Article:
In August 2006 Kaymer was promoted to the Challenge tour, Europe’s equivalent of the Web.com circuit. His debut was to be a triumphant homecoming in Colon’, a 30-minute drive from home. On the morning of the first round, his mother, Rina, who had been in poor health, suffered a bad fall and was hospitalized for a battery of tests. Martin has a touch of Teutonic reserve but is openly emotional when he talks about his mother. “When I heard that she was in the hospital I didn’t want to play golf,” he says. “It was like I had no fight in my body. I didn’t care about golf. All I could think about was my mom.” Horst was supposed to caddie for Martin, but from the hospital he implored Philip to take over his duties. Philip put away his law books and rushed to the course, where he found Martin on the putting green. “He was crying, saying how worried he was about Mom,” says Philip. “It sounds a little cold, but I told him, ‘Listen, brother, it will not do our mom any good to have us sitting by her bed, looking sad with tears in our eyes. Every parent wants their child to do their best and achieve their potential. So go out and play hard and make Mom proud. That is the best thing you can do for her.’ And he straightened up and said, very slowly, ‘O.K., then I will win this tournament for her.’ After that he played with more focus than I had ever seen from him.” During the second round Martin made seven consecutive birdies. Side by side, the Kaymer boys won the tournament, and they presented the trophy to their mother in her hospital bed.
Rina was also the inspiration for what will always be the defining performance of Kaymer’s career, regardless of what happens the rest of the way here at Pinehurst. In 2008 she was nearing the end of a two-year battle with cancer, the diagnosis having come just days after Martin’s emotional triumph in Colon’. He considered skipping the BMW Championship in Munich to spend every last minute with his mother, but she urged him to play. The pressure to perform in the fatherland is such that even Bernhard Langer, German golf’s lone deity, never won the BMW, one of the European tour’s flagship events. But Kaymer felt an eerie calm throughout the week, and he methodically built a six-shot lead through 54 holes at Nord-Eichenried golf course, which was draped in German flags. On Sunday all the emotion finally waylayed Kaymer and after hitting two balls into the water and making triple bogey on the 11th hole he was suddenly trailing by a stroke. Philip had been following on foot, but he retreated to the clubhouse, so painful was it to watch his brother’s demise. But Martin birdied the 72nd hole to force a playoff with Anders Hansen. Before the first extra hole Philip sought out Martin and offered a quick pep talk: “Remember who you are playing for.” On the first extra hole, a par-5, Martin bombed a drive, pured a 5-iron to 12 feet and buried the eagle putt to snatch the victory. Addressing the crowd afterward, Martin broke down in tears while dedicating the victory to his mother. A country cried with him. Rina was not well enough to travel to the course, but she and Horst monitored the action from home. “It was very, very emotional, and that is all I can say about it,” says Horst, removing his spectacles to rub his eyes. Rina died two weeks later.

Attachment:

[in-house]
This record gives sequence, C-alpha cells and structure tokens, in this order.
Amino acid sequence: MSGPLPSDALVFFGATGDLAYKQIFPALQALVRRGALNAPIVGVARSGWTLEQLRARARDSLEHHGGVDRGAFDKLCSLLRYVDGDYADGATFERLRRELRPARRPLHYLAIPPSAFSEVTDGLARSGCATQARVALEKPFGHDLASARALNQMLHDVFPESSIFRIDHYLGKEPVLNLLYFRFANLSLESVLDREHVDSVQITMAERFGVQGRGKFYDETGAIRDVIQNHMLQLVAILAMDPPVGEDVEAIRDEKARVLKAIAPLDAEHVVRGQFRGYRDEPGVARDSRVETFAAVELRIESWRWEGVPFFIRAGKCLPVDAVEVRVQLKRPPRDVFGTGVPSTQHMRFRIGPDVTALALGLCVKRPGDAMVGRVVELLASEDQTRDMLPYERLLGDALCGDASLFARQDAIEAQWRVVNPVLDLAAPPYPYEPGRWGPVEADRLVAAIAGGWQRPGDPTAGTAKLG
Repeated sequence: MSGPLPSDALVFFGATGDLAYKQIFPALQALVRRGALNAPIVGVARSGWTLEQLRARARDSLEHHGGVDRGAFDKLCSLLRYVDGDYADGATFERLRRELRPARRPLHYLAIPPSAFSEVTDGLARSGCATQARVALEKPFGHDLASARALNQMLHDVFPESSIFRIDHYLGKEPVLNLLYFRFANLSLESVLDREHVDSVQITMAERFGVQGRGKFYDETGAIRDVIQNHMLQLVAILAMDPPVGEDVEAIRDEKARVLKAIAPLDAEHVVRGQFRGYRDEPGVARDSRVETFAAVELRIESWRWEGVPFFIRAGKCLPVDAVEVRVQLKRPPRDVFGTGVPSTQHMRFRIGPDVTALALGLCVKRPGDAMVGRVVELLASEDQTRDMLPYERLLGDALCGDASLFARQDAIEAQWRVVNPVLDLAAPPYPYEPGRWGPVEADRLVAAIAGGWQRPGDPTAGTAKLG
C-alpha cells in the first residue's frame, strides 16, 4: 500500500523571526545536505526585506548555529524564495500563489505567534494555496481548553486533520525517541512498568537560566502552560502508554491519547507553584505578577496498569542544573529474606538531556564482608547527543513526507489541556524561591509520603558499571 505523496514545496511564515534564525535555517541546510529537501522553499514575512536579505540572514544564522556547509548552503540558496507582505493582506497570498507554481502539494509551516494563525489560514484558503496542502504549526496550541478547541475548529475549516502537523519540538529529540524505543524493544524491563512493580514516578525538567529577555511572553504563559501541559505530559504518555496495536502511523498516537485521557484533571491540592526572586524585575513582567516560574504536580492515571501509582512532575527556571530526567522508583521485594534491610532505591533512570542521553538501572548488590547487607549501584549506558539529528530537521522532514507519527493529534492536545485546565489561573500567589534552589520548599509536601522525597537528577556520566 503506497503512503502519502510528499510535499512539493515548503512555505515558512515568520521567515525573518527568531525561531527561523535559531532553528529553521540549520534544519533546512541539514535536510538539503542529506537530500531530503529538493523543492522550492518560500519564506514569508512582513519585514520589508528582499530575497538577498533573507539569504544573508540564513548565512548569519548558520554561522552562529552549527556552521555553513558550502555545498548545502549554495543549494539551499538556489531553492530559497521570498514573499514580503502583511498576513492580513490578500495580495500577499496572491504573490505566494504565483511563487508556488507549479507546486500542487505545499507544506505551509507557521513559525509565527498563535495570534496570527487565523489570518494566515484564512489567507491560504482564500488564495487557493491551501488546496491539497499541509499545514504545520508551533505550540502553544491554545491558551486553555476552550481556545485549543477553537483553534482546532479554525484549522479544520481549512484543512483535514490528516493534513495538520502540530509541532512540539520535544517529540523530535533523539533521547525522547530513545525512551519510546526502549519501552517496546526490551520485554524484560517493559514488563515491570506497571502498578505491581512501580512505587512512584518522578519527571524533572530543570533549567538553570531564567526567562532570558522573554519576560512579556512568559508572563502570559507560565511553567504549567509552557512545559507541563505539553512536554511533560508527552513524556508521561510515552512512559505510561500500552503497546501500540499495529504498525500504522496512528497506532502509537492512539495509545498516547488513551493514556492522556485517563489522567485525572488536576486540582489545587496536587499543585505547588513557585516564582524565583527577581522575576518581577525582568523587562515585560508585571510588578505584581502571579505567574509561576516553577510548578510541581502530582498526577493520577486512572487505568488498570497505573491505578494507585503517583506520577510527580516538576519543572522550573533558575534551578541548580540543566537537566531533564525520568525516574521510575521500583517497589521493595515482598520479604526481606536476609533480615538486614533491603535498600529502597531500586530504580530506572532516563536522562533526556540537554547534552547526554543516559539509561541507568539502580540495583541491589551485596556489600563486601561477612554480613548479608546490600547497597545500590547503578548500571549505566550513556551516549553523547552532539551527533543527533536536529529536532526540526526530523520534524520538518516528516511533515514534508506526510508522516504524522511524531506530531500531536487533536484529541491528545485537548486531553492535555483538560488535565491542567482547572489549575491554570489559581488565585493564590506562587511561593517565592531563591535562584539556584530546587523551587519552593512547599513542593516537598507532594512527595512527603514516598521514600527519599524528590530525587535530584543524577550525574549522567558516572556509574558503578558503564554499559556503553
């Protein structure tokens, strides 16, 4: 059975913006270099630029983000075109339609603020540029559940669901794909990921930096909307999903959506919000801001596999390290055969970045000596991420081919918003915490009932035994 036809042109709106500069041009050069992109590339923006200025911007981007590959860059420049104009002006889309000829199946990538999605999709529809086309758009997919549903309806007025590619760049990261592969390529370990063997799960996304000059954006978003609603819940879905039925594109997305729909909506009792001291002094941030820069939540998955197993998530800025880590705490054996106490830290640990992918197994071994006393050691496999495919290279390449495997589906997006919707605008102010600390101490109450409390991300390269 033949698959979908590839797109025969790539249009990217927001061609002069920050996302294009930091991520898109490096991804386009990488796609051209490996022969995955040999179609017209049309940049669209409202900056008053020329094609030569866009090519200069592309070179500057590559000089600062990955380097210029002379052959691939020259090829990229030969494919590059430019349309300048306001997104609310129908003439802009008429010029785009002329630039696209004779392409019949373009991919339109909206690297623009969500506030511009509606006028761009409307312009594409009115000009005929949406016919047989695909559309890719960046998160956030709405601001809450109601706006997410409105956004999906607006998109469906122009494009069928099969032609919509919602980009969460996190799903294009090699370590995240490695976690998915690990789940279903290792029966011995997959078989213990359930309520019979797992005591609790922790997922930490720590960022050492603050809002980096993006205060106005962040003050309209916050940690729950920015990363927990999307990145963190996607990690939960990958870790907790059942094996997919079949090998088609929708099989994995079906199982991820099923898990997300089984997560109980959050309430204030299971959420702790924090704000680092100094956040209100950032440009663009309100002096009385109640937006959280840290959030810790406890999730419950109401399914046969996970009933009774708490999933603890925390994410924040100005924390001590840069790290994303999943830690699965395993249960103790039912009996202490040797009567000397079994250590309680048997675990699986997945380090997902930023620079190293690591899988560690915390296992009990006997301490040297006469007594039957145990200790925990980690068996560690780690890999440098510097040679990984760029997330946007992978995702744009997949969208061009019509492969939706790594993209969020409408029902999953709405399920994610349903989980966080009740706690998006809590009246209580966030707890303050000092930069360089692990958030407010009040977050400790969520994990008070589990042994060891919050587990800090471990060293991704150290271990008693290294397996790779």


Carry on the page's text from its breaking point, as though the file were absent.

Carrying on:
If Kaymer wins this U.S. Open he will join the most elite of company, as only Jack Nicklaus, Tiger Woods, Lee Trevino and Ray Floyd can claim an Open, a PGA and a Players. He would also be the first to win the Players and the Open in the same year. Something tells me Kaymer will be up to the challenge.